As the otters resumed their swim, we tracked them on land with our bicycles and e-scooters. They passed fishermen with lines and hooks that could easily snag them. We were there to greet them as they emerged dripping wet at Marina Barrage. The cuties then strolled through the grounds, attracting lots of attention. Then it was time for second breakfast in the calm waters of Marina Reservoir. One of them caught a bright orange fish which Bernard identified as the gold morph of the introduced Midas Cichlid (Amphilophus citrinellus). We witnessed a young one begging his fish-chomping elder for scraps with pitiful yelps and circling to no avail. Others were content splashing about. Even as they spread themselves out to hunt and play, these otters remained in constant contact with their high-pitched yips and yelps. We left them there, thoroughly charmed by their adorable antics and hope that they will continue to thrive in Singapore.

The walk was covered by The Straits Times with Facebook posts, online and print articles, as well as a video. Read the main article here:

NSS Kids’ Fun with Beautiful Butterflies at Jurong Eco Garden

By Gloria Seow, Education Committee Vice-Chairperson
Photos by Gloria Seow, KC Tsang & Suressh

  Auntie Amy introducing the denizens of the butterfly garden.

CleanTech Park and the next door Jurong Eco Garden serve as a fine example of sustainable development in Singapore – harmoniously marrying green building (ie. eco-friendly built features) with manicured and wild greenery rich in biodiversity. Impressively, the eco garden conserves a hodge podge of habitats including a hill forest, secondary forest, freshwater swamp vegetation and rocky stream. It also offers a landscaped butterfly garden and artificial ponds.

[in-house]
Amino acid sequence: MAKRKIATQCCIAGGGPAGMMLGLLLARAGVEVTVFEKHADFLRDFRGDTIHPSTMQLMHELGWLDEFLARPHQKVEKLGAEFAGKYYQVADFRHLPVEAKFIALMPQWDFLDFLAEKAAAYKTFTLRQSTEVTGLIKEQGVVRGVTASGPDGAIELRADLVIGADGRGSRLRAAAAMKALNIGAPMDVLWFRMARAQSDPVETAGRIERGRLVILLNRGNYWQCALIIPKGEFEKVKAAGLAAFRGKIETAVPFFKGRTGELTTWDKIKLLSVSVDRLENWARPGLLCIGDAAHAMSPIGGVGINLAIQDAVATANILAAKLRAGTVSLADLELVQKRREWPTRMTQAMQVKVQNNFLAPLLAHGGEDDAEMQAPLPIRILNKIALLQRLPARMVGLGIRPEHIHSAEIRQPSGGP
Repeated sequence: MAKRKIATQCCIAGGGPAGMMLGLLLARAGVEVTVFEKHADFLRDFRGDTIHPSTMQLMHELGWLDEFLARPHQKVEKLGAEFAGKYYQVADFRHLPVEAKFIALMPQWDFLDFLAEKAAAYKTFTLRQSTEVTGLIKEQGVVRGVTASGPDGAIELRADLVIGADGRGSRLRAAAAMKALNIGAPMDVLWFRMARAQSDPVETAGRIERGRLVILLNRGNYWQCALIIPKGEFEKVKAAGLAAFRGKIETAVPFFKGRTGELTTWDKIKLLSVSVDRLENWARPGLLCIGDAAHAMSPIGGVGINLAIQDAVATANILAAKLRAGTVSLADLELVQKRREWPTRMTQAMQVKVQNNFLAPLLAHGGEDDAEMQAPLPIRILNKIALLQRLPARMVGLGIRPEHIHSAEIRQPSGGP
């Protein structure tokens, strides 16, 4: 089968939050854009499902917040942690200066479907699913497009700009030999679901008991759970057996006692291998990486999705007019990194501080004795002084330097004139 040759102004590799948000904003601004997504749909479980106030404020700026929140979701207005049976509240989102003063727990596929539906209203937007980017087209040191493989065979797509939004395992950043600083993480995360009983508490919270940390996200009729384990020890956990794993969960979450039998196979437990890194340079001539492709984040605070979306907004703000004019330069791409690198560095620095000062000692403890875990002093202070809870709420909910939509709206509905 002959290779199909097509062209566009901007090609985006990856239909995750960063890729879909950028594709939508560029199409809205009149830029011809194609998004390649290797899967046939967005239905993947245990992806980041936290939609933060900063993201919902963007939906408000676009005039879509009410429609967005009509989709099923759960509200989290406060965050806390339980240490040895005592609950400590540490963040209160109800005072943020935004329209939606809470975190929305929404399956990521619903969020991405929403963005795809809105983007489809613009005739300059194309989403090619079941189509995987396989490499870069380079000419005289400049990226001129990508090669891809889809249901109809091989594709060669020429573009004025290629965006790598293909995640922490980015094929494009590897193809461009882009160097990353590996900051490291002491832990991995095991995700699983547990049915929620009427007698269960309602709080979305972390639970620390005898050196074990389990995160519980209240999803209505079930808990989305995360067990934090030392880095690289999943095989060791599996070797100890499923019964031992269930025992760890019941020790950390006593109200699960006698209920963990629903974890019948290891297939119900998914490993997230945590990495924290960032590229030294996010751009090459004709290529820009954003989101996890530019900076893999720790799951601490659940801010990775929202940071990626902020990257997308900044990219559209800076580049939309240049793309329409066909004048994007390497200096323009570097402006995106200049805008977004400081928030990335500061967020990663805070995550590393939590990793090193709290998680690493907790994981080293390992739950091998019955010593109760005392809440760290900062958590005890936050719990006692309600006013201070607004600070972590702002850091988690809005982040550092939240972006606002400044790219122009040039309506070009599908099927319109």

Sailing out to meet us at the start was Singapore’s largest butterfly, the Common Birdwing.

We visited Jurong Eco Garden on 16 July 2017 to experience the myriad of colourful butterflies and insects within its five-hectare grounds. At the start of the walk, our group of kids and their caregivers encountered Singapore’s largest butterfly, the Common Birdwing (Troides helena cerberus). Several majestic specimens sailed effortlessly by, buoyed by wings as big as a tiny bird. Traipsing into the butterfly garden proper, Auntie Amy pointed out its flighty denizens in quick succession: Orange Emigrant (Catopsilia scylla cornelia), Lemon Emigrant (Catopsilia pomona pomona), Common Mormon (Papilio polytes romulus), Peacock Pansy (Junonia almana jacana), Tawny Palmfly (Elymnias panthera panthera) and many more.

We learnt that the Indian Prune (Flacourtia Rukam), a small tree with attractive red and green leaves, is the host plant for the Leopard butterfly (Phalanta phalantha phalantha) and saw a good many Leopards flitting about. Next, we were introduced to the distinctive Dutchman’s Pipe (Aristolochia acuminata), a creeper with flowers that resemble a smoking pipe. Auntie Amy revealed that this important vine is the host plant for the caterpillars of both the Common Birdwing and Singapore’s National Butterfly, the Common Rose (Pachliopta aristolochiae asteris). Poking around the vegetation, Auntie Lena spotted a Bagworm Moth caterpillar. It had a conical shell on its back as a protective mechanism, made mainly of plant detritus spun together with silk.

The Saint Andrew’s Cross Spider arranges its legs in pairs to form the letter X, also resembling a cross.

Fortuitously, a child participant noticed a most curious sight – a good number of long-legged Craneflies (Tipulidae family) massing together as if holding hands. They were strung across two plants in a rhythmic dance. This was likely a mating ritual where males perform in unison to attract females. As we crossed a rocky stream to enter the hill forest, Auntie Lena highlighted a variety of dragon- and damselflies. She taught us how to identify the Common Parasol (Neurothemis fluctuans) – the only dragonfly with both maroon body and wings for the male, and yellowish body and clear wings for the female. In comparison, most reddish dragonflies have transparent wings and can be told apart by specific markings on their wings, thoraxes or abdomens. We observed the behaviour of the bluish Indigo Dropwing (Trithemis festiva), so called because it folds down (ie. drops) its wings upon landing. It was amazing to discover that a single dragonfly can eat 30 to hundreds of mosquitoes a day. Likewise, its larvae consume mosquito larvae. This makes dragonflies valuable allies in our fight against mosquito-borne diseases such as dengue.